Abel Kabel sits down with Erik Sommer to talk about Gauguin, painting on their carpet, combinations of colors, and not making perfect art.
(ES) Describe your work for us.
(AK) I would describe it as explorational. Mostly within myself. Oh, and crummy.
Tell us a bit about your background. Where did you grow up?
I am from a small town in Denmark. I lived with my mom, my brother and our 3 cats. We always stayed in close contact with my grandparents; we used to meet at least twice a week. They sort of helped raise me and my brother. I still see them as often as possible.
Where do you live and work now?
I moved to Aarhus, DK, when I turned 18, two years ago. I started school twice, but dropped out both times. Now I paint on the carpet of my apartment.
How do you think this has influenced your work?
I have always had a lot of time to myself, which resulted in me painting. I liked being alone and it definitely still shows. I had a studio for a while, but found I prefer the comfort of my own home.
Do you remember any artists as a child that captured your attention?
I remember this big framed poster of two naked women in the entry of our living room. I always liked that one. I later found out it is Paul Gauguin’s “Aha Oe Feii?”, which translates to “Are You Jealous?”. I think my mom still has it somewhere.
You previously talked about how you stopped trying to make the perfect painting. Can you elaborate on this?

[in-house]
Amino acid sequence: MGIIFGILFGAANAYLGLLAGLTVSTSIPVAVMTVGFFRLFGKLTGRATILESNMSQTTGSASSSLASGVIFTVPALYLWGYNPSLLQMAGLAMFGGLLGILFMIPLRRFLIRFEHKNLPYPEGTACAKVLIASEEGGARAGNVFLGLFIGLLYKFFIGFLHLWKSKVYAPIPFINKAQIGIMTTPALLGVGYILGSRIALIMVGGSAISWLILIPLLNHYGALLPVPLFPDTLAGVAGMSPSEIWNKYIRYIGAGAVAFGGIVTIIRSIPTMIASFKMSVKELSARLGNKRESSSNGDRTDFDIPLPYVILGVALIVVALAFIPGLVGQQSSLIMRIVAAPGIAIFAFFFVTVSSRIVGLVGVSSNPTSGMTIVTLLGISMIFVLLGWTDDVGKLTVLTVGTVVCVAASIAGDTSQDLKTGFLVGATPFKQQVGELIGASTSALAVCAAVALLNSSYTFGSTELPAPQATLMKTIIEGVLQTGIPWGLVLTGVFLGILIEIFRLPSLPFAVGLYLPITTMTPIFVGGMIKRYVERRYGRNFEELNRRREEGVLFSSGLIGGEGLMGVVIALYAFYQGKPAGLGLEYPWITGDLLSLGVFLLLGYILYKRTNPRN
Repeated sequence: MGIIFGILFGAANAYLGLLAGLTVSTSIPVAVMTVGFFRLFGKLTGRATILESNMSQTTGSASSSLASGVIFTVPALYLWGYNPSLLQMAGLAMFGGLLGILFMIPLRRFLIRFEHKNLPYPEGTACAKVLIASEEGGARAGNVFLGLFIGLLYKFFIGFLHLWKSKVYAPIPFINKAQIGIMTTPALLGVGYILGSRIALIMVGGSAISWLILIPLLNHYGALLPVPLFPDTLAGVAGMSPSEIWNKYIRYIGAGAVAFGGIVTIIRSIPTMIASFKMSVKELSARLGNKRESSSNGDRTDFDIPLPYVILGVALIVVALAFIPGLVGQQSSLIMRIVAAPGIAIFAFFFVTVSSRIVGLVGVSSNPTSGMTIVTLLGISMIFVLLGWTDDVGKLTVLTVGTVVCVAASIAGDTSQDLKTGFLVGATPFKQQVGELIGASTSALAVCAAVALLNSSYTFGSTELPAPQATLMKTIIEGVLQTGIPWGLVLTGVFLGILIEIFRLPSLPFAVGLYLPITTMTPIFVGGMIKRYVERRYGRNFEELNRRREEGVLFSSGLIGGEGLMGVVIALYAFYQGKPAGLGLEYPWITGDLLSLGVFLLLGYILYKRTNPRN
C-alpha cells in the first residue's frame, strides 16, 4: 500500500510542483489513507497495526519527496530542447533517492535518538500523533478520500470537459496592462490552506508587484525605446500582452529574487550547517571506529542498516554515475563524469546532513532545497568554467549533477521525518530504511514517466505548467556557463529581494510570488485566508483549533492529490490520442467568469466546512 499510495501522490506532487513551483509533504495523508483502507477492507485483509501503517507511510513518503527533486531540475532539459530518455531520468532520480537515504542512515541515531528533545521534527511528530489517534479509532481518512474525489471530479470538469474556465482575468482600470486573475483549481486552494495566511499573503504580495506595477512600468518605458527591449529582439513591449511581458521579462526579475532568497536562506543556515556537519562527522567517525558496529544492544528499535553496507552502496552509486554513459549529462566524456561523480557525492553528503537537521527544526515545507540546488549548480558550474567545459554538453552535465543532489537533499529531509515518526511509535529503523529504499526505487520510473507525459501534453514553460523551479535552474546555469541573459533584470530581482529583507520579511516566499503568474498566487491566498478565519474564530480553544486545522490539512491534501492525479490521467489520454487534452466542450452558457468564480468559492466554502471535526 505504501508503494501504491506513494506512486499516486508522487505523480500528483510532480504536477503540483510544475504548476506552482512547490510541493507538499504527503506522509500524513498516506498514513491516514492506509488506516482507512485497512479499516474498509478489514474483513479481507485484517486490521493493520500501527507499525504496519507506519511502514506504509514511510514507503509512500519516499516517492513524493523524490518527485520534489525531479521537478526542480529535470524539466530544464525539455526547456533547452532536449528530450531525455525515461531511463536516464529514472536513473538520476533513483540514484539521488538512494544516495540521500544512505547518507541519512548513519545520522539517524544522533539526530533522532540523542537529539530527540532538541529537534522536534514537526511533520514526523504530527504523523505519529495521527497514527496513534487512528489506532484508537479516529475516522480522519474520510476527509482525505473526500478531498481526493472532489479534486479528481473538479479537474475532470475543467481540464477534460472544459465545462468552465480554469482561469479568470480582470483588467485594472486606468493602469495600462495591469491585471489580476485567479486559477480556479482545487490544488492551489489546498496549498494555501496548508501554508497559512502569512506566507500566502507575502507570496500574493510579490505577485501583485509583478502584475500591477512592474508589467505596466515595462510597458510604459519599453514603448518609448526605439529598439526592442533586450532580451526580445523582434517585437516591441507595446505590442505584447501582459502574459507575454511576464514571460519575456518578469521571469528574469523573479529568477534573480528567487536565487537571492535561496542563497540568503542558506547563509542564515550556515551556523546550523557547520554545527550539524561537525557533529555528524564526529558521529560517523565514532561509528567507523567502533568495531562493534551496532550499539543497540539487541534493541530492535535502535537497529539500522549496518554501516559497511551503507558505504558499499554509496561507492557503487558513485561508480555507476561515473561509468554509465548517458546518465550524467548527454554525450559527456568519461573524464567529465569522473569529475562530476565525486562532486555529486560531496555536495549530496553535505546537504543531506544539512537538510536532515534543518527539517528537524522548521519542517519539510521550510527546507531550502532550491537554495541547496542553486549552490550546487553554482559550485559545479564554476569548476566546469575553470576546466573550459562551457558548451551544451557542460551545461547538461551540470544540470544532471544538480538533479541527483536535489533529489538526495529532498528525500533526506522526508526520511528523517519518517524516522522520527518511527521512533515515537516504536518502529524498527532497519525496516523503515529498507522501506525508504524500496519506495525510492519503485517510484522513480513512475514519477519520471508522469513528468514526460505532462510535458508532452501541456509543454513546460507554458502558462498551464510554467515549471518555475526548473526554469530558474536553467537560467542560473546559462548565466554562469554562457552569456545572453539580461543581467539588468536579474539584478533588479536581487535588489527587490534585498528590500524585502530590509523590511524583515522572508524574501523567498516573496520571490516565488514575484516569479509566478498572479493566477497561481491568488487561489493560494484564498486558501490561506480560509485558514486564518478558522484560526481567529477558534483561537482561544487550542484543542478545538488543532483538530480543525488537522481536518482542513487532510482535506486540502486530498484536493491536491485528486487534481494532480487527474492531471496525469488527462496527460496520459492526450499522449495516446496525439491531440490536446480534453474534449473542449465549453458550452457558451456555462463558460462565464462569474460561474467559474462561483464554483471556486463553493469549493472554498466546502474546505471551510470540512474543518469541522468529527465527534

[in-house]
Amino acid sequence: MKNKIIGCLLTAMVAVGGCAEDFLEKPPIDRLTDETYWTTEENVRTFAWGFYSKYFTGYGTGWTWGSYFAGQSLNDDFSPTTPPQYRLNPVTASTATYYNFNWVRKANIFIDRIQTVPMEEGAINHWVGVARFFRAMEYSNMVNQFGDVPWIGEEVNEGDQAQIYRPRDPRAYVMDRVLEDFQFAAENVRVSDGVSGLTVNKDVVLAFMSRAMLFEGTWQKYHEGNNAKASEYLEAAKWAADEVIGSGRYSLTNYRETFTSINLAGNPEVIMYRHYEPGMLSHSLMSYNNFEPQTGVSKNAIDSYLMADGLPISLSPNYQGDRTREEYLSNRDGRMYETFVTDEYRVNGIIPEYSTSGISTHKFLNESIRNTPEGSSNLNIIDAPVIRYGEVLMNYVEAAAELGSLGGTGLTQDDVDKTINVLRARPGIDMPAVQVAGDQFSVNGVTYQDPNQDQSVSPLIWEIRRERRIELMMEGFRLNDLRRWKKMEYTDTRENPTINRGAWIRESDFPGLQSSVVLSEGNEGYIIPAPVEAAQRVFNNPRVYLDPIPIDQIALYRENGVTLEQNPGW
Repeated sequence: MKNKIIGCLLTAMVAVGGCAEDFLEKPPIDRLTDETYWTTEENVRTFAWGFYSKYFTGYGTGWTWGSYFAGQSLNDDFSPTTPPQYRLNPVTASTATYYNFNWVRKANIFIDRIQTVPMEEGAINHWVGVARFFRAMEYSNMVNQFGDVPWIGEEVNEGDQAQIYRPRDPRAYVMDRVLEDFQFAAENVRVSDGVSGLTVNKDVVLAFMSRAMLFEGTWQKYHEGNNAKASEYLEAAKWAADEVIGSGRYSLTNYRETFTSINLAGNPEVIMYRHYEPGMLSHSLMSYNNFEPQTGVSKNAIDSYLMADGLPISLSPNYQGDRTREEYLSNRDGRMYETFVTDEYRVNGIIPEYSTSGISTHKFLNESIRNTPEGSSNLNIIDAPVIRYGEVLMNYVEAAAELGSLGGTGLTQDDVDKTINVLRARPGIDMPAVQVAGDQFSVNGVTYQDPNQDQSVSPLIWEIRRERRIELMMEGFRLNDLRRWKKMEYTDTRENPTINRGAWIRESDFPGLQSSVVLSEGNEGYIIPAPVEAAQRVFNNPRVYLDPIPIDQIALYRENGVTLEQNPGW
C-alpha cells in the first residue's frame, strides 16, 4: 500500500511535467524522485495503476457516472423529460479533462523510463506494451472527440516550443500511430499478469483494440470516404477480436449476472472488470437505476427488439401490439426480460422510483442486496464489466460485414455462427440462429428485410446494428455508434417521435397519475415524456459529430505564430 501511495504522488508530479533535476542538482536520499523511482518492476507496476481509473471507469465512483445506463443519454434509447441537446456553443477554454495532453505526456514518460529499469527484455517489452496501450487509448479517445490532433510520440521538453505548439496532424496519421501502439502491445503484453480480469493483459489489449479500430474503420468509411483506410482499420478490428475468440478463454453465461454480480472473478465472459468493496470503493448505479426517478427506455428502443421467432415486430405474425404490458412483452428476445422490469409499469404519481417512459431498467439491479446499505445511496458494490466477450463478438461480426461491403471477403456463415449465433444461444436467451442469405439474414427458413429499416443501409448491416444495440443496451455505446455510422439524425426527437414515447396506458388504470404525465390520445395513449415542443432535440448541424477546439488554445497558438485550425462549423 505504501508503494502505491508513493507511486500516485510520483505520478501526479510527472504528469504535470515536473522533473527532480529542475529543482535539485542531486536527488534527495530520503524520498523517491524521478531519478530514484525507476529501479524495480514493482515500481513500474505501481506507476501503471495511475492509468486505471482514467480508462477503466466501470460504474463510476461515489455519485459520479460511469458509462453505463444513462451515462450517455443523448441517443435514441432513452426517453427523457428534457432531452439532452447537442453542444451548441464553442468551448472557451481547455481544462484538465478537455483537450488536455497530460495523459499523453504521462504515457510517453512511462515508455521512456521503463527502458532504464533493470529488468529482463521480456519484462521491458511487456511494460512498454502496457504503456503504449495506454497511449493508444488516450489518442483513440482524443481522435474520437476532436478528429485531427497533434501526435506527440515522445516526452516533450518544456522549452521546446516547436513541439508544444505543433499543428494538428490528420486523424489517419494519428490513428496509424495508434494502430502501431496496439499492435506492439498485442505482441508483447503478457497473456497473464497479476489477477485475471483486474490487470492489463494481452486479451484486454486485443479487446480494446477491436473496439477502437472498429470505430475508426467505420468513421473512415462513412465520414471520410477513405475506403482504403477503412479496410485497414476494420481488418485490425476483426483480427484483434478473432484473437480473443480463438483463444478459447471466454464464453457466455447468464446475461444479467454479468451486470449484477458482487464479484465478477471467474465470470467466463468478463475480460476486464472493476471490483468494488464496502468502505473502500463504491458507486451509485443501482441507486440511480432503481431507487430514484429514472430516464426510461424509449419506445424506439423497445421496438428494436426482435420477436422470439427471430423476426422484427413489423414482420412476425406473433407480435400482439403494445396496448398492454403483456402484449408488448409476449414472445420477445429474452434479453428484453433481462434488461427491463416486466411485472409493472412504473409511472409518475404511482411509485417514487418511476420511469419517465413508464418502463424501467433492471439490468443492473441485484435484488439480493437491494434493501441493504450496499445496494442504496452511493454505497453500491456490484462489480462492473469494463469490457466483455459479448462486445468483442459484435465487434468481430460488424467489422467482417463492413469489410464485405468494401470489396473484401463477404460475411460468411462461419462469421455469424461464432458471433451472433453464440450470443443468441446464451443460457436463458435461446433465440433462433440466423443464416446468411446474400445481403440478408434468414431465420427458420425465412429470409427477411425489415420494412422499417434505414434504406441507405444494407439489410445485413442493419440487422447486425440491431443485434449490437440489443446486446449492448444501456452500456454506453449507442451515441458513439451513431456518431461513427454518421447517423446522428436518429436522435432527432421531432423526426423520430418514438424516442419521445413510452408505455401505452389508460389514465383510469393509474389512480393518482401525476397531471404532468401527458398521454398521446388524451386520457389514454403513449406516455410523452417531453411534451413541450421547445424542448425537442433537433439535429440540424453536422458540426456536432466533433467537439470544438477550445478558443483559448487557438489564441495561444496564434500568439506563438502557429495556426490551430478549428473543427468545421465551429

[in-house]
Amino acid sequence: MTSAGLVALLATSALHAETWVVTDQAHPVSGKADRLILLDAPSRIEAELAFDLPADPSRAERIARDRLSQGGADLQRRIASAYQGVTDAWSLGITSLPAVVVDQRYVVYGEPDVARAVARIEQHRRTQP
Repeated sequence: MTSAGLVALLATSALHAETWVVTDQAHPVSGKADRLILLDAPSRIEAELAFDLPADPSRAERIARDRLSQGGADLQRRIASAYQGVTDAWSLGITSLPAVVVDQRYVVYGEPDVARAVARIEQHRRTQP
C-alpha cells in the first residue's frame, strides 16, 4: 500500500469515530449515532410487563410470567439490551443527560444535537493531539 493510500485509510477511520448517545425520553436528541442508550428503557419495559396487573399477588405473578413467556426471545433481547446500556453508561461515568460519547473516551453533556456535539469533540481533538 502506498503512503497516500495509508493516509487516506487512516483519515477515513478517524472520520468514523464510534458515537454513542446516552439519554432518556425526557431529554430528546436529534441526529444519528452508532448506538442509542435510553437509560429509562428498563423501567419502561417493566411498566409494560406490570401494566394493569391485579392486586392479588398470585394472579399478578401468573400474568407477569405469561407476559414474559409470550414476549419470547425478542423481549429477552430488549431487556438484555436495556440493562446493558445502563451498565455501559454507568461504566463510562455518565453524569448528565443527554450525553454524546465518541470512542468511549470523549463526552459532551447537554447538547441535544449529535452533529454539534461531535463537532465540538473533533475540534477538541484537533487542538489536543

I just found out I like crude and crummy art. Painting was different for me then, my style has changed a lot. I used to work towards perfection – when I was around 15 or so. I am 20 now, and I am still trying to improve on my style, technique and composition, but I am not focused on making anything perfect.
What role does text play in your work?
Text is very important to me – it looks nice. I often feel like something is missing if I leave it out. I see written language and painting as two different art forms and I like mixing the two to get the best of both worlds.
What about your working technique? Walk us through how you start and then develop a piece.
I like working in small steps when I first start the painting. I kind of figure out where I am going along the way. Once I get going though, I can spend hours and hours hyper-focusing on a painting, thanks to my autism. I then reach a point where I feel it is finished. I can’t really explain that part.
Do you prefer working on paper or canvas?
I prefer canvas, that way I can go bigger.
Finally, what is your favorite color?
I like combinations of colors, but if I had to pick one right now I would say brown.